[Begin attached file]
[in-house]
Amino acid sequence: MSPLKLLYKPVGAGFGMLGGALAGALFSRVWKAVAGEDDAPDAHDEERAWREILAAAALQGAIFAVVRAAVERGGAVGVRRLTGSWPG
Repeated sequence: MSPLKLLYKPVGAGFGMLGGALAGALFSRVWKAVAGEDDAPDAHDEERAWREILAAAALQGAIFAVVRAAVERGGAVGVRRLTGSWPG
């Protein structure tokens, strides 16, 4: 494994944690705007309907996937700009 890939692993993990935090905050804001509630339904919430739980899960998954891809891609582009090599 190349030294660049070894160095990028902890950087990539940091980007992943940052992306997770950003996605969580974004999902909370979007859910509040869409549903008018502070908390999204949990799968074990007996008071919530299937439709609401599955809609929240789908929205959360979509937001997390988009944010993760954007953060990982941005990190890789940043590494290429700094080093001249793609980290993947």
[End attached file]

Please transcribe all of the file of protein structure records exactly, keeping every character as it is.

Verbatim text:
[in-house]
Amino acid sequence: MSPLKLLYKPVGAGFGMLGGALAGALFSRVWKAVAGEDDAPDAHDEERAWREILAAAALQGAIFAVVRAAVERGGAVGVRRLTGSWPG
Repeated sequence: MSPLKLLYKPVGAGFGMLGGALAGALFSRVWKAVAGEDDAPDAHDEERAWREILAAAALQGAIFAVVRAAVERGGAVGVRRLTGSWPG
């Protein structure tokens, strides 16, 4: 494994944690705007309907996937700009 890939692993993990935090905050804001509630339904919430739980899960998954891809891609582009090599 190349030294660049070894160095990028902890950087990539940091980007992943940052992306997770950003996605969580974004999902909370979007859910509040869409549903008018502070908390999204949990799968074990007996008071919530299937439709609401599955809609929240789908929205959360979509937001997390988009944010993760954007953060990982941005990190890789940043590494290429700094080093001249793609980290993947």